I have heard it said that there is also a Bollywood version but have never been able to track it down.
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Key Locks
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Don't know why, but I just wasn't impressed with this one when I watched it a few years ago. Maybe I watched the wrong version or something. I would be willing to give it another shot, but for now I really don't understand the hoopla.
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Rob
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andyholt wrote:
"Seven Samurai"
"The Magnificent Seven"
"Battle Beyond the Stars"


One of these things is not the like the others...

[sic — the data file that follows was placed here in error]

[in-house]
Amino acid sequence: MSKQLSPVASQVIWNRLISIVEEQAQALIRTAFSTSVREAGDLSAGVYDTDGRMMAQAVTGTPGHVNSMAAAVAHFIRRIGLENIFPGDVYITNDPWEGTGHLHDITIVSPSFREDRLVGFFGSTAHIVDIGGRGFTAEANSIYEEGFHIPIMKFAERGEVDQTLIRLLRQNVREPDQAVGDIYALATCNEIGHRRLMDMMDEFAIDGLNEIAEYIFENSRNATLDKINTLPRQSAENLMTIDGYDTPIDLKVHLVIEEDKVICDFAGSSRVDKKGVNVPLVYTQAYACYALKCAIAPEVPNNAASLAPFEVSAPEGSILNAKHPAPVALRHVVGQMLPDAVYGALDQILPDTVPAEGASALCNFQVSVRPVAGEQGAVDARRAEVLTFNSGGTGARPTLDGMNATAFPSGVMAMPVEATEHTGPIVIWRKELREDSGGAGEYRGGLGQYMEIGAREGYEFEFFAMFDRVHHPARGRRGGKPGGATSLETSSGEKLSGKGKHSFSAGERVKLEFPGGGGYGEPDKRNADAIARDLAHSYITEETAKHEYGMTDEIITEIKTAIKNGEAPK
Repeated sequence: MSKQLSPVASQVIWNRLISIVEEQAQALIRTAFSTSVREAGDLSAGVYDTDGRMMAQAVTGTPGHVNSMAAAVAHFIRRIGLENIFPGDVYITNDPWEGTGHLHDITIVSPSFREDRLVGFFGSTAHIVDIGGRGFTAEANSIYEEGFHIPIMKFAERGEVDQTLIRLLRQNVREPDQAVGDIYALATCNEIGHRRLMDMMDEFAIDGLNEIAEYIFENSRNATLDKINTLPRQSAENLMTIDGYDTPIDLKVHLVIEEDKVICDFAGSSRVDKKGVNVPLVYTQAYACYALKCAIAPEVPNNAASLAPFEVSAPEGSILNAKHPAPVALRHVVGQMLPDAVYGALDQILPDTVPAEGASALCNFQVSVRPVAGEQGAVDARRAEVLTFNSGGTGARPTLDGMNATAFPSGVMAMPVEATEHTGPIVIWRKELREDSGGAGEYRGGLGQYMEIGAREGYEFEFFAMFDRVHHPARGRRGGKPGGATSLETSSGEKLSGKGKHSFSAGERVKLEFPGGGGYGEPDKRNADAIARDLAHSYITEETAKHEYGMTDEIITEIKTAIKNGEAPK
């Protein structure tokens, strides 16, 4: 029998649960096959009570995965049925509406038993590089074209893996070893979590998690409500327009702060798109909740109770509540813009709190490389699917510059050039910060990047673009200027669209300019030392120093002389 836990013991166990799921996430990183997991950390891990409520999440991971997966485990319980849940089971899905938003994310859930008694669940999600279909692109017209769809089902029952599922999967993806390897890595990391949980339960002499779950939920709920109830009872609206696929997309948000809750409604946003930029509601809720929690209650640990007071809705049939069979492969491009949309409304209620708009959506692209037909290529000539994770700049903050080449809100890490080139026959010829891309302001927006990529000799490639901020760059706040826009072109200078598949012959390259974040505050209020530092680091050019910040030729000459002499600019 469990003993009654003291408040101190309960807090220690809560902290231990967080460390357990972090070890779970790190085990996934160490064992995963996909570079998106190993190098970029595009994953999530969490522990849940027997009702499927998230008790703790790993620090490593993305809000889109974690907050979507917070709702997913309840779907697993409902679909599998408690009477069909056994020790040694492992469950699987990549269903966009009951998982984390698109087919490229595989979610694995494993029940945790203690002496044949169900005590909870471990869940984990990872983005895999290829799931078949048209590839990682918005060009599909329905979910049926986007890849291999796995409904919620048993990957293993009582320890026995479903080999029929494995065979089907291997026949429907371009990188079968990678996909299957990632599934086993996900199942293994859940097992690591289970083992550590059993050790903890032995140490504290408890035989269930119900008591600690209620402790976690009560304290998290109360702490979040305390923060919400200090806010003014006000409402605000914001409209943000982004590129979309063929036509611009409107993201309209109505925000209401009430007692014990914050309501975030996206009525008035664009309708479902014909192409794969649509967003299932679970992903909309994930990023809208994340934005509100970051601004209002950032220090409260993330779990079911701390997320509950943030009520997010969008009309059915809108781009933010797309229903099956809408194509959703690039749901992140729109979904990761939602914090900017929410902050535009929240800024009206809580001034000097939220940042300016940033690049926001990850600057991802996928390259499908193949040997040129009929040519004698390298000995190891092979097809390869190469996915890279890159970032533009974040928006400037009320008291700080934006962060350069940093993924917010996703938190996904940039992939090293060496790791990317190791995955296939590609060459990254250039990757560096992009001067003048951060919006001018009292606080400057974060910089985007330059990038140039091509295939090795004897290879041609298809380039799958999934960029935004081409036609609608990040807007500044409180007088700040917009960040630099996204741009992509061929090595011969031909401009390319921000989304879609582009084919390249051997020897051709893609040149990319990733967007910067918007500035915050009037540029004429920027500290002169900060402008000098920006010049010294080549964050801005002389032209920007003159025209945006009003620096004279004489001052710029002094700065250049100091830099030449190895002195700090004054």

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Joe Gola
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Larry Levy wrote:
I couldn't get past what I viewed as gross overacting and what seemed like a simplistic plot.

I can see why you might say that; Toshiro Mifune's performance as Kikuchiyo is pretty exaggerated, even to the point of being clownish. Heck, he is a clown; he's always mugging and yelling and being goofy in general.

Part of it is the character itself, I think. Kikuchiyo is a man who seems to have never quite made it out of adolescence; he desperately wants approval and respect, but doesn't know how to get it, and he swaggers and boasts to hide an inner self that is easily stung and wounded. He has the appetites of a man but the self-control of a child. Such people are always louder than they should be, swinging their swords too widely, no? We might have a BGGer or two like that.

He is also a classic jester—a buffoon who can put people in their place with humor the moment they get a little too big for their britches.